As the Department of Treasury implements requirements stipulated in the Coronavirus Aid, Relief, and Economic Security (CARES) Act (P.L. 116-136), we urge you to abide by Congressional intent in the legislation and ensure that funds are made available to state and local governments to bridge revenue shortfalls caused by the novel Coronavirus (COVID-19) pandemic. These funds are vital for allowing states that, through no fault of their own, are facing unprecedented hits to their revenue and ability to maintain even basic public services for our constituents. It is urgent that the Treasury Department modifies its recently released guidance to allow state governments to utilize the needed relief and resources made available by Congress. As reported by Center for Disease Control and Prevention, the majority of states are dealing with thousands of COVID-19 cases among their citizens, including the hardest hit of New York with 380,892 reported cases and New Jersey with 165,346 cases, as well as Michigan and Louisiana with 65,182 and 44,030 cases, respectively, as of June 11th, 2020. States must be able to focus on fighting this pandemic and not have the added worry that their state-level resources will fall short.

The COVID-19 pandemic has caused an unrivaled global economic crisis. In response, Congress passed the bipartisan CARES Act, signed into law by President Trump on March 27, 2020, in an effort to lessen the blow and ensure that the American people are prepared to come roaring back into the recovery phase of this crisis. As reported by the Center on Budget and Policy Priorities (CBPP), state revenues are plummeting, whether sourced from income tax, property tax, sales tax, or other methods. CBPP estimates that states will see a $765 billion shortfall in revenue over the next three years alone, not including strains on municipal budgets. Further, as reported by the Department of Labor on June 11th, 2020, more than 44 million Americans have filed jobless claims since mid-March, and economists believe that there are millions more still working through state unemployment systems to be added to this number. This mass shift in employment has caused immense strain upon states and their revenue streams, which will have vast negative impacts for years to come.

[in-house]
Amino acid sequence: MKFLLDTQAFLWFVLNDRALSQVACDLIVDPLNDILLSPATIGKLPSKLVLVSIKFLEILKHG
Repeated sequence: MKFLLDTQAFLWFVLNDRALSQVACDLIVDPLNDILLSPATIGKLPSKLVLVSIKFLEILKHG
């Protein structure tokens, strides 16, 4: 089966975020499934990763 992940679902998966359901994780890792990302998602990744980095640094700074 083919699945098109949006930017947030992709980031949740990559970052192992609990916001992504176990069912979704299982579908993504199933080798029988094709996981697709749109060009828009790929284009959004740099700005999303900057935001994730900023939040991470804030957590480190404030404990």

The guidance provided by Treasury, although welcome, has created further questions with state governments. This includes the interpretation of what employees are considered covered by the Coronavirus Relief Fund and to what extent funds that may have been originally budgeted under one account may be shifted to others to more efficiently combat this pandemic and will be eligible to receive reimbursements. Further guidance would alleviate uncertainty, allowing for the more efficient deployment of resources. While we appreciate the broad interpretation of what is considered a “necessary expenditure” within the CARES Act when it pertains to the use of funds to assist state governments, these funds must further be allowed to assist in revenue shortfalls. Due to the crisis, Governor Murphy of New Jersey has proposed a $1.3 billion state budget cut, Ohio Governor DeWine has proposed a 20 percent cut in spending, and New York Governor Cuomo estimates that state revenue will decline $13.3 billion below forecasted amounts over the next three years. Other states such as Colorado and New Mexico are estimated to have double-digit percentage declines in their general fund revenue for years to come. The revenue shortfalls will also be felt by county and municipal governments, and we request that you develop guidance for the state recipients of the funding consistent with the intent of Congress that local governments with populations below 500,000 should receive their fair share of the remaining funding allocated to the state.

Following Congressional intent and allowing federal funds to fully assist state and local government needs is vital as we continue to fight against this pandemic. We look forward to your immediate response on this important matter and urge you to utilize all of the tools available to continue to assist our communities.

Sincerely,

MEMBERS OF CONGRESS